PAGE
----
When I was searching for a platform to run my personal blog, I made a list of requirements for this platform:
- The application should run on Cloud Foundry. In fact, I want to install Ghost using Dr. Nic's tutorial on Deploying Ghost blog on Cloud Foundry
- I want to run Cloud Foundry on my own hardware so I know how it works under the hood (and because I don't want to pay anyone to run it).
- There should be no licensing costs (again - pay as little as possible).
- Installing and administering OpenStack seems like overkill for this project.
It turns out this was a fairly restrictive list. Requirement 2 ruled out AWS and Pivotal Web Services. Requirement 3 ruled out vCenter (plus BOSH just doesn't work with bare ESXi anyway). Requirement 4 is fairly obvious.
Then I got to thinking:
bosh-lite is a great way to get BOSH and Cloud Foundry running quickly so you can dig in. It works with VirtualBox, VMWare Fusion, and AWS. It does this by using a pre-baked stemcell that these platforms just boot up and run.
vSphere Hypervisor (a.k.a. ESXi) is an easy to use and robust platform for running virtual machines. It's easy to install, runs on consumer-grade hardware, and requires very little maintenance.
VirtualBox has the ability to take an existing image and convert its back-end virtual disk to various formats - including an ESXi VMDK file.
Given these facts, we can actually get bosh-lite to run on ESXi Free in a few easy steps:
- Follow the instructions in the bosh-lite README to get bosh-lite running in VirtualBox - right up to the point where you run "vagrant up".
- Log into the virtual machine and shut it down.
vagrant@bosh-lite:~$vagrant ssh vagrant@bosh-lite:~$sudo shutdown -h now
- Clone the virtual hard disk, converting it into a fixed ESXi VMDK:
sudo vboxmanage clonehd /data/jbudnack/VirtualBox\ VMs/bosh-lite_default_1401468204242_17042/boshlite-virtualbox-ubuntu1204ds-disk1.vmdk /data/jbudnack/VirtualBox\ VMs/cloned/bosh-lite-esxi.vmdk --format=VMDK --variant=Fixed,ESX
- On Your ESXi box, enable SSH:
- Using SFTP, upload the VMDK file to one of the datastores on your ESXi box.
jbudnack@Pegasus:/data/jbudnack/VirtualBox VMs/cloned$ sftp firstname.lastname@example.org Password: Connected to 10.150.0.50. sftp> cd /vmfs/volumes/ENTERPRISE\ 750\ L_DS1/ sftp> mput *.vmdk
- Create a new Virtual Machine, using the newly uploaded file as the back-end disk. Important: Ensure that this Virtual Machine has 2 virtual NICs. Also, you may want to put the 2nd adapter on its own virtual switch.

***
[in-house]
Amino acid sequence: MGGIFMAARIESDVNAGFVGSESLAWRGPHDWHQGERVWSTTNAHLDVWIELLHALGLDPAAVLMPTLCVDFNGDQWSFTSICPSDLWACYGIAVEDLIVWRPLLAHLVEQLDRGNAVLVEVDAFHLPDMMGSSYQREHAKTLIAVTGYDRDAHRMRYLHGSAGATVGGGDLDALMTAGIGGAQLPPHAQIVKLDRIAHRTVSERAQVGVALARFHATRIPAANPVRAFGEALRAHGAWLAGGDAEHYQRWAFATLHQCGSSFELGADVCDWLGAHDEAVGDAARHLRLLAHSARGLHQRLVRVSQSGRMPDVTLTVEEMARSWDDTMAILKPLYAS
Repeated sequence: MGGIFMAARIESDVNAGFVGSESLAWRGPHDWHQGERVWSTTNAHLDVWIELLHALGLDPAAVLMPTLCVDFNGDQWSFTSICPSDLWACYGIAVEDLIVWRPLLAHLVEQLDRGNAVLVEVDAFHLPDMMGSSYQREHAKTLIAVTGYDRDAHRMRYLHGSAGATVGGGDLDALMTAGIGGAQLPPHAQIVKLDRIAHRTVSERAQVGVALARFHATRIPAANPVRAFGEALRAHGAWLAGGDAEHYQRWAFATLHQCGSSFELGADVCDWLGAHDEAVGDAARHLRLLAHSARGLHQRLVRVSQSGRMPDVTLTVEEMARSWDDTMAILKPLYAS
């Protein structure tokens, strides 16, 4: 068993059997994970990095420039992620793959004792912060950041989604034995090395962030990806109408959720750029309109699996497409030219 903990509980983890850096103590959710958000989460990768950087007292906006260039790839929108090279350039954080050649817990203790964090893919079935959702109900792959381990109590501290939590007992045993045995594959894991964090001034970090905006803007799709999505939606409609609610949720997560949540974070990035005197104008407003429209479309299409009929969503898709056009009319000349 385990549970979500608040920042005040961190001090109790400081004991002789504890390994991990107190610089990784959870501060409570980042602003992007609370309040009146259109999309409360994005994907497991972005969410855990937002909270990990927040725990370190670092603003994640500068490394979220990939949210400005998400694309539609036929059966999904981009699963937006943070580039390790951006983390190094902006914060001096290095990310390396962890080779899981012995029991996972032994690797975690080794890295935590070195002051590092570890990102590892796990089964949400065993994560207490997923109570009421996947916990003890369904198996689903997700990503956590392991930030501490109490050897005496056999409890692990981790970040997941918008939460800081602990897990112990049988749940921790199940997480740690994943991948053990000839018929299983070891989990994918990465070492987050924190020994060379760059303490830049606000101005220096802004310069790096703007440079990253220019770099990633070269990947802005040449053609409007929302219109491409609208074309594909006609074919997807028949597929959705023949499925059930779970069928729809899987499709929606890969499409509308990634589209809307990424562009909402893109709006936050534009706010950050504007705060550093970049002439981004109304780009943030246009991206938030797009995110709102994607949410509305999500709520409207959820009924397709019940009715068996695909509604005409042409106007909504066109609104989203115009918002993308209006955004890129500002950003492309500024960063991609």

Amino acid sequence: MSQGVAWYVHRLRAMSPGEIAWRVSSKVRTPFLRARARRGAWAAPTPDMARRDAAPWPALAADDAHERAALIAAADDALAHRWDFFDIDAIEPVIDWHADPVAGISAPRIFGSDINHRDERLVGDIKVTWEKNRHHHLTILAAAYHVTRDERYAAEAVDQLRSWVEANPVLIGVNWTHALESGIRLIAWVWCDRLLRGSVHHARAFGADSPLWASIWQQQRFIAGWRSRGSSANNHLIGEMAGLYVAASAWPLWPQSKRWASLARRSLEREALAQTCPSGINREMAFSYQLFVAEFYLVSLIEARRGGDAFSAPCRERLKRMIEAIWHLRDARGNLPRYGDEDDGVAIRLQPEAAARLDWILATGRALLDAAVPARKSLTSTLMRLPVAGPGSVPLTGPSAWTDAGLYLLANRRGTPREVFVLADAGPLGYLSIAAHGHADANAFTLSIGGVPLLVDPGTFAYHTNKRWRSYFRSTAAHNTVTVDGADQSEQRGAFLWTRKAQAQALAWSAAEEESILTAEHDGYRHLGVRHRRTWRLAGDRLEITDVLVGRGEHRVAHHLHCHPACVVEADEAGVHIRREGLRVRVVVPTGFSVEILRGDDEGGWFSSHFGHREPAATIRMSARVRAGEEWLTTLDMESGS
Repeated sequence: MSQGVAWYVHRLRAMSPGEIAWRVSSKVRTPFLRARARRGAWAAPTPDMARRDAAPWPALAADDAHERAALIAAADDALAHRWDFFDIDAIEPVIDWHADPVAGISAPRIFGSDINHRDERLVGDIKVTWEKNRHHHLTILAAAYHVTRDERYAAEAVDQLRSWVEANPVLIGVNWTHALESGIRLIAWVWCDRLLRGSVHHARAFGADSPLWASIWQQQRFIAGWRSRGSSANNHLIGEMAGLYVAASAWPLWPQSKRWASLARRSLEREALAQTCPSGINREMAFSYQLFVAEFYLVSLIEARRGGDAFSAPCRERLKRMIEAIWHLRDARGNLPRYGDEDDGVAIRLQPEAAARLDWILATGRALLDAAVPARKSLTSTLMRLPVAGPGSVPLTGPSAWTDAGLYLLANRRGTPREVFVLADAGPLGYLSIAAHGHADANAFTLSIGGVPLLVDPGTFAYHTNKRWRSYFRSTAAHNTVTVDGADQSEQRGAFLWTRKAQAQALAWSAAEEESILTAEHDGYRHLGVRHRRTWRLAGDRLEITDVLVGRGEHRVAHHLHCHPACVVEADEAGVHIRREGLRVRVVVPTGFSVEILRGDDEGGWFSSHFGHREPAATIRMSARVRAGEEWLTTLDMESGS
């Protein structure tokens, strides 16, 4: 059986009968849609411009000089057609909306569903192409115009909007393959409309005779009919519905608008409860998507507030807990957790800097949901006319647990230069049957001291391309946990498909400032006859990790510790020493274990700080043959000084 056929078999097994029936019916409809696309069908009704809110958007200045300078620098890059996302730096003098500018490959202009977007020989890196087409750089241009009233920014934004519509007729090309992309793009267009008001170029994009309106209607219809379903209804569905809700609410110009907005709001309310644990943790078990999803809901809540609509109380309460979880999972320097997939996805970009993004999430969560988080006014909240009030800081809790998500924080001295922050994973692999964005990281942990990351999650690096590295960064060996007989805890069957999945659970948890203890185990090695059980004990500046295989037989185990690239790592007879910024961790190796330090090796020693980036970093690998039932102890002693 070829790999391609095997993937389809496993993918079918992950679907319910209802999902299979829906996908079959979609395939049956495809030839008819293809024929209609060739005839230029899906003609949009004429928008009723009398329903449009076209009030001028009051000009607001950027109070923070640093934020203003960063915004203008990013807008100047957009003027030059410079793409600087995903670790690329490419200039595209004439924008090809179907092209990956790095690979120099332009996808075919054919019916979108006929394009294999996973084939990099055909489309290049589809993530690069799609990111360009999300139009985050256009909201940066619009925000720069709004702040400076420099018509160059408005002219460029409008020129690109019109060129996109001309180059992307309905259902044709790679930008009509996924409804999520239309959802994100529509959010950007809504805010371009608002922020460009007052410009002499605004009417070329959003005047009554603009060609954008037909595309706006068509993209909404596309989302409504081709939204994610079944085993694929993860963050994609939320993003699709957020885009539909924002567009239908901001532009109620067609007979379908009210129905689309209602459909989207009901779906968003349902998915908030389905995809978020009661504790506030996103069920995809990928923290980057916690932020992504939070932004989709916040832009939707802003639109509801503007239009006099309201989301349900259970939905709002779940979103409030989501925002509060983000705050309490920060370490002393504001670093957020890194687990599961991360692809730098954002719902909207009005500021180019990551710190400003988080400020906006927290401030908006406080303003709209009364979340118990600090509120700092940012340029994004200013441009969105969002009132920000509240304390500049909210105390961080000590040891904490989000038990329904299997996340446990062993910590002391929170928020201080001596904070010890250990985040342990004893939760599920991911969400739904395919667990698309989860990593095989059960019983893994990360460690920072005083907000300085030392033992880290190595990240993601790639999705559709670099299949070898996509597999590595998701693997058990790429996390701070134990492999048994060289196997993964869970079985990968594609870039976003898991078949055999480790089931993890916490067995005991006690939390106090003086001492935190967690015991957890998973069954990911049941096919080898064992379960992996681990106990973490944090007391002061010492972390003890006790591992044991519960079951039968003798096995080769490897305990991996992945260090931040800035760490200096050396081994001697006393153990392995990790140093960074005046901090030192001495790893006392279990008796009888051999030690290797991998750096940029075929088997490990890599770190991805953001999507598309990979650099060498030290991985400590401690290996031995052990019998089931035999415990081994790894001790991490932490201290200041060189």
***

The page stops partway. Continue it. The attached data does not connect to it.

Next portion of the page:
- Start the virtual machine. Log into its console as vagrant (password: vagrant)
- Configure the network cards as follows in /etc/network/interfaces:
# This file describes the network interfaces available on your system # and how to activate them. For more information, see interfaces(5). # The loopback network interface auto lo iface lo inet loopback auto eth0 iface eth0 inet static address 10.150.0.70 #STATIC IP FOR YOUR ESXi VM NETWORK netmask 255.255.255.0 gateway 10.150.0.1 #DONT FORGET THE DEFAULT GATEWAY # # The primary network interface pre-up sleep 2 #VAGRANT-BEGIN # The contents below are automatically generated by Vagrant. Do not modify. auto eth1 iface eth1 inet static address 192.168.50.4 #DO NOT CHANGE THIS IP. netmask 255.255.255.0 #VAGRANT-END
- Restart the virtual machine. Once it is finished rebooting, try targeting your new bosh-lite vm:
jbudnack@Pegasus:/data/jbudnack/VirtualBox VMs/cloned$ bosh target https://10.150.0.70 Target already set to `Bosh Lite Director' jbudnack@Pegasus:/data/jbudnack/VirtualBox VMs/cloned$ bosh login Your username: admin Enter password: ***** Logged in as `admin' jbudnack@Pegasus:/data/jbudnack/VirtualBox VMs/cloned$ bosh status Config /home/jbudnack/.bosh_config Director Name Bosh Lite Director URL https://10.150.0.70:25555 Version 1.2200.0 (f71e2276) User admin UUID 1283c62e-8e7b-43c2-8f97-f42bf8aba812 CPI warden dns disabled compiled_package_cache enabled (provider: local) snapshots disabled Deployment not set
And there you go! If you plan on using this for a while, you might want to change the "vagrant" user's password, as well as the password of your director. You may also want to take this opportunity to snapshot this VM, in case you ever want to roll back to a clean bosh-lite instance.